Sebastián De Toma joined Pfizer’s clinical trial last year, getting his injections in August and September. The Argentine journalist is still not sure whether he received the real covid-19 vaccine or the placebo, but on Sunday, January 31, doctors in the trial called him with a new offer.
Would De Toma be prepared to undergo a series of nasal swabs to regularly test for the virus? He says doctors offered to send Cabify (a Spanish ridesharing service) to take him to the military hospital in Buenos Aires. “They’ll dab me on the go, through the car window, and that’s it,” De Toma says.
The additional coronavirus tests, offered to some volunteers in Argentina and the United States, are part of a Pfizer plan to help answer an unknown key: how often vaccinated people develop asymptomatic coronavirus infections, and if they can still spread the virus despite getting hit.
Whether or not vaccines stop the “continuous transmission” of the virus will likely be a critical variable in determining how the pandemic unfolds and how long life will return to normal. Right now, researchers say, their best guess is that vaccines will reduce transmission but may not prevent it entirely.
“We don’t know, but it’s an important question because the answer will influence the wearing of the mask; it will influence behavior; it is linked to the comfort of going to restaurants and the cinema and to the overall benefit that can be expected from vaccines ”, states Lawrence corey, who heads the operations of the Covid-19 Prevention Network, which has conducted several vaccine trials in the United States.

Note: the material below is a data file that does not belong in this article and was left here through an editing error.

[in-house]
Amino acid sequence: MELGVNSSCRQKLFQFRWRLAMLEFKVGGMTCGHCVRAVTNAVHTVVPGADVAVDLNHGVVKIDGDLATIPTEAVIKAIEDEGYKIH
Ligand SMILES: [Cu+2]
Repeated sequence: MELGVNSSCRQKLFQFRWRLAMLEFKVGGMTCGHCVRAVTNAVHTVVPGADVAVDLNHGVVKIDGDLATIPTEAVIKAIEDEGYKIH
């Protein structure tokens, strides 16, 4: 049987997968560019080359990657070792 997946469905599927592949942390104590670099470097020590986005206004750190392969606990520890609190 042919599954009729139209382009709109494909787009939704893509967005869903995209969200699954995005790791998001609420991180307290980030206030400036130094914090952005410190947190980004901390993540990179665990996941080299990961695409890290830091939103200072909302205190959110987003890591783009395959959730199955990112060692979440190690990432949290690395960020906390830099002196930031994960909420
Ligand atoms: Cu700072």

The mystery of the silent spreader
“There are three things a vaccine can do: stop you from completely contracting the disease, stop transmission, and stop symptoms,” says Jeffrey Shaman, a public health researcher at Columbia University. A perfect vaccine would create what is called “sterilizing” immunity, which means that the virus cannot take hold in your body at all. However, some vaccinations allow low-level infections that people’s immune systems fight off without any symptoms. Their bodies still accumulate a certain amount of the virus, which they may be able to pass on to others.
The reason we don’t know how well vaccines stop this transmission is because it’s expensive and complicated to measure. When companies like Pfizer, Novavax, Moderna Therapeutics and others launched large studies of their new covid-19 vaccines last year, they were testing whether vaccines could prevent people who had contracted the disease from getting sick. or die. The results in this regard are impressive: virtually no vaccinated person ends up in an intensive care unit on a ventilator.